Saturday, March 25, 2006

Why Americans Suck at Talking About Ethics and Why it Is a Really, Really, REALLY Bad Thing

In a nation that purports to be a democracy (with the possible exception of Florida), little could be more important than serious, passionate, and rational discussion of ethical issues. Virtually every concern of modern life has an inescapably moral dimension and yet, today, it is more polite to fart at the dinner table and exclaim, “Boy, I’m glad I can’t pass on my gonorrhea that way” than to broach discussion about abortion, cloning, or stem cell research. And it is no wonder. Americans are horrible at discussing difficult moral issues. Most dinner-table discussions will quickly devolve into either high horse moralizing or "who's to say" shoulder shrugging, raised voices, insults, Nazi references, hurt feelings, lingering resentment, and on a good night, flying mashed potatoes. The real issues, the hard and intricate ones, rarely receive anything close to an honest treatment. The trenches are dug, our party affiliation determines with complete accuracy what side we are supposed to be on, and the key is to simply be louder than the other side so we need not hear what they are saying.

Not only are there just two choices about which side of any given moral argument you are to support, but there are also only two ways to engage in ethical discussion. One is to believe that there is an absolute right and absolute wrong and anyone who disagrees with you is not only wrong, but evil. Thus you need never listen to anyone else, only try to convert them while speaking in the most obnoxious, arrogant tone possible. Or you could be a subjectivist and just repeat the phrase "who's to say?" until someone punches you in the mouth. You think that if Stalin really thought that mass murder was ok, then it was ok for Stalin. If we want to engage in discourse about pressing ethical issues today, our choice is between being a dogmatic, holier-than-thou jerk or an anything-goes, relativist buffoon.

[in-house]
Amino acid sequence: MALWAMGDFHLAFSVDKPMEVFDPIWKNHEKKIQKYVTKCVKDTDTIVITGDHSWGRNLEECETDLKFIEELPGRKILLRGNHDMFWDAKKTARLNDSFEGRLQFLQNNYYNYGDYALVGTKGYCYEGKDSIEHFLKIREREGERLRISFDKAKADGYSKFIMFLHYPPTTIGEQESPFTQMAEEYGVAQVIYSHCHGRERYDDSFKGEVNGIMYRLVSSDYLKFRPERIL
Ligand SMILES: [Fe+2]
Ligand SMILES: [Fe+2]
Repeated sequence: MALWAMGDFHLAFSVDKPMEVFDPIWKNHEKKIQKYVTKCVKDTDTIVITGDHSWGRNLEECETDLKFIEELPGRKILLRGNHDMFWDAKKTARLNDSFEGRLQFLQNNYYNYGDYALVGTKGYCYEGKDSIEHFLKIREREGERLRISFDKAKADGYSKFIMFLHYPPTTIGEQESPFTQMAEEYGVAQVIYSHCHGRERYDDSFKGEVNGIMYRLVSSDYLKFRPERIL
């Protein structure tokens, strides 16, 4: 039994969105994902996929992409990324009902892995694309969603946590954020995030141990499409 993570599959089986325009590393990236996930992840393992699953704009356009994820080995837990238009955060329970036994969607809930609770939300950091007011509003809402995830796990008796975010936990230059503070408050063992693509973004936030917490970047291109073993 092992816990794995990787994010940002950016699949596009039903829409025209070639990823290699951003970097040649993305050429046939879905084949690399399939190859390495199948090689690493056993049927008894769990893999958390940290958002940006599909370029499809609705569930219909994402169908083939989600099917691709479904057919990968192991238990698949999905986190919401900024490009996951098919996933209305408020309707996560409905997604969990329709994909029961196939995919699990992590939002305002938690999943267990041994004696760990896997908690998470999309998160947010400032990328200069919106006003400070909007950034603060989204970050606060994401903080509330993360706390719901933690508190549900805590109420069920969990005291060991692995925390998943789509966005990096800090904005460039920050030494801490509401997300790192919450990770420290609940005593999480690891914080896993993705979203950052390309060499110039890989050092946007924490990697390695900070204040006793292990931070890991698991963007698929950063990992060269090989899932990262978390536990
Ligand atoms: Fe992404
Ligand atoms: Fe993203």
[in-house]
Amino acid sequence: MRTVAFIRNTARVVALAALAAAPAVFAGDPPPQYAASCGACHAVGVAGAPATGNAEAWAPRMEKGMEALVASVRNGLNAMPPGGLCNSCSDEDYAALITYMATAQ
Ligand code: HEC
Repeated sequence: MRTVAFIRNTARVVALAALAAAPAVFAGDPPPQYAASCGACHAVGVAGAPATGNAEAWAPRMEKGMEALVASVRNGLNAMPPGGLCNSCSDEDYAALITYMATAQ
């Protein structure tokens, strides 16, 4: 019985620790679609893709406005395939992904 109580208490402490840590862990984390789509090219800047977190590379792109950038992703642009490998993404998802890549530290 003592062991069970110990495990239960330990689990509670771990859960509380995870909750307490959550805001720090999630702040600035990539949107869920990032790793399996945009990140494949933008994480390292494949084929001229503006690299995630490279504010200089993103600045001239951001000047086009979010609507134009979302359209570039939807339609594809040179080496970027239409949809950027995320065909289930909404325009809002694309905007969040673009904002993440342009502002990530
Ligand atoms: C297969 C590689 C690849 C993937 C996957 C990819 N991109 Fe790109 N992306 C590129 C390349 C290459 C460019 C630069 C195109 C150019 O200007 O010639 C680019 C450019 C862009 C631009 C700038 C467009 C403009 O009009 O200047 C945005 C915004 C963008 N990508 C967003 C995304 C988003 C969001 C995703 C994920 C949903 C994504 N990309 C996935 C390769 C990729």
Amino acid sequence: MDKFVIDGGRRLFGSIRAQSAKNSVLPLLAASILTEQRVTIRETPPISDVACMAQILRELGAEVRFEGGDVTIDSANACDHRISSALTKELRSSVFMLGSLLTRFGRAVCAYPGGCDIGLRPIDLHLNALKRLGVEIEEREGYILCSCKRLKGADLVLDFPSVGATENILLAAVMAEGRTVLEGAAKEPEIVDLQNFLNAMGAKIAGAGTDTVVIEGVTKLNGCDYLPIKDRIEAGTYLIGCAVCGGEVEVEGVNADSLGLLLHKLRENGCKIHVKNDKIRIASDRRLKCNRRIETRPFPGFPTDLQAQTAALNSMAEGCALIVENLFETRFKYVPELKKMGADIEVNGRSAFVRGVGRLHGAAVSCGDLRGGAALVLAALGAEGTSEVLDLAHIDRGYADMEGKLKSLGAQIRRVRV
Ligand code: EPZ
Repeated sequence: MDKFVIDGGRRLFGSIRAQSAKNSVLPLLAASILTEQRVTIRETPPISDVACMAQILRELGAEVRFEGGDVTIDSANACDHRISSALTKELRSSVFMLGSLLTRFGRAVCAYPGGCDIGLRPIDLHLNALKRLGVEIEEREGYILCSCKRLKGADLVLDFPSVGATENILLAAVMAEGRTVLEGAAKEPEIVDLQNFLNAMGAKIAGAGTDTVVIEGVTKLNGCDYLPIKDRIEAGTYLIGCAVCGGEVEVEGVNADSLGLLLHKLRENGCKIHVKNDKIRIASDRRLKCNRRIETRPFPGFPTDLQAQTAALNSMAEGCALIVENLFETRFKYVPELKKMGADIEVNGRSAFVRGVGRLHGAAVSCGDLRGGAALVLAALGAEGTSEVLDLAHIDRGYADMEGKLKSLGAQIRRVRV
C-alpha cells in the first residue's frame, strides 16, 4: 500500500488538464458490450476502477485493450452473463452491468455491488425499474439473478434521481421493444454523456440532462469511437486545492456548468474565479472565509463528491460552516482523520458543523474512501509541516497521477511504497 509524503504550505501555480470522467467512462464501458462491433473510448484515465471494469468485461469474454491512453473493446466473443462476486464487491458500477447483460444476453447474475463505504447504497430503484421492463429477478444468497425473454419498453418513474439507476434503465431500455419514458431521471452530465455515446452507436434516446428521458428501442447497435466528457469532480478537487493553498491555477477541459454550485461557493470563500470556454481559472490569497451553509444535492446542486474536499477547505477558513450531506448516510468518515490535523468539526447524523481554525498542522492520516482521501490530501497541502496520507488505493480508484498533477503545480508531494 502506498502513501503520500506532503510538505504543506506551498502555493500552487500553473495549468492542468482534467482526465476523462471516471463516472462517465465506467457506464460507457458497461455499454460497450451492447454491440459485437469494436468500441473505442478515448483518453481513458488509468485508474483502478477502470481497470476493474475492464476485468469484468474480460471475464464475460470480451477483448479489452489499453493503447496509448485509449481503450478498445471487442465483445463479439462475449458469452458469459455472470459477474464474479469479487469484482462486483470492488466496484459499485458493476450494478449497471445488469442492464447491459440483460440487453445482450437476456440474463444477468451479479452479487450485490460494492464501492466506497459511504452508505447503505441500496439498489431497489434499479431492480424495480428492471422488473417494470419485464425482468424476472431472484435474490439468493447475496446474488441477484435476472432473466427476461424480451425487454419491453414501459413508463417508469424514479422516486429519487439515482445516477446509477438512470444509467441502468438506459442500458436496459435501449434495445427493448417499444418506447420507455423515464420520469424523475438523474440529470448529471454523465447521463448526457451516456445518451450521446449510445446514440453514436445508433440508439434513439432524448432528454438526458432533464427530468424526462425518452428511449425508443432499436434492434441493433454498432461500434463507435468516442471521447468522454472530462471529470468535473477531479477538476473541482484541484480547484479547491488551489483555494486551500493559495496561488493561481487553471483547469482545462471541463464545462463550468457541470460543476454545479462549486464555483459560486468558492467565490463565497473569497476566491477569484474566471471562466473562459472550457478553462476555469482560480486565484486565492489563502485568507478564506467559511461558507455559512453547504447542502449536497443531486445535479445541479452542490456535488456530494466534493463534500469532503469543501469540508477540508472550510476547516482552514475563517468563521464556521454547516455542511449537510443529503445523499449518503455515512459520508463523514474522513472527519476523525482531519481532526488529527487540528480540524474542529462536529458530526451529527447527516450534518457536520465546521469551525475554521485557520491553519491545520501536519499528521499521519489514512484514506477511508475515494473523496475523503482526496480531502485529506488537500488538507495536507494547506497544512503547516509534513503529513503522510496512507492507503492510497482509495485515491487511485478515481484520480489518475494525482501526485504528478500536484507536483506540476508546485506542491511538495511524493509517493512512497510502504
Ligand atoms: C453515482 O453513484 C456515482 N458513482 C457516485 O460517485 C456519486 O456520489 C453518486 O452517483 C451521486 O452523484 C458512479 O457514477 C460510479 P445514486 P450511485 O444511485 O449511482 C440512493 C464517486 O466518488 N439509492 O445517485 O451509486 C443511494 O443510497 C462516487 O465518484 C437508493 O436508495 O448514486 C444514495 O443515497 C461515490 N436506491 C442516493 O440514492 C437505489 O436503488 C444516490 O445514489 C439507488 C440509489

This sense of uneasiness is only exacerbated by those who are supposed to represent the apex of public discourse, the popular media. Of course, every moral judgment has political ramifications, so our wonderfully thoughtful media outlets invariably take one of three routes in discussing issues of ethical concern: 1) he said/she said reporting where the legitimate and intricate ethical dimensions of complex issues are minimized and treated as if it were nothing more than mere partisan demagoguery that minimizes the ethical dimensions of the complex issues, 2) nothing more than mere partisan demagoguery that minimizes the intricate ethical dimensions of complex issues replete with handy-dandy talking points to be drilled into your head and repeated, and repeated, and repeated, and repeated,..., or 3) "FOODFIGHT!" (Of course, the third option requires finding a liberal willing to fight and a show willing to present a liberal fighting back and therefore is becoming quite rare).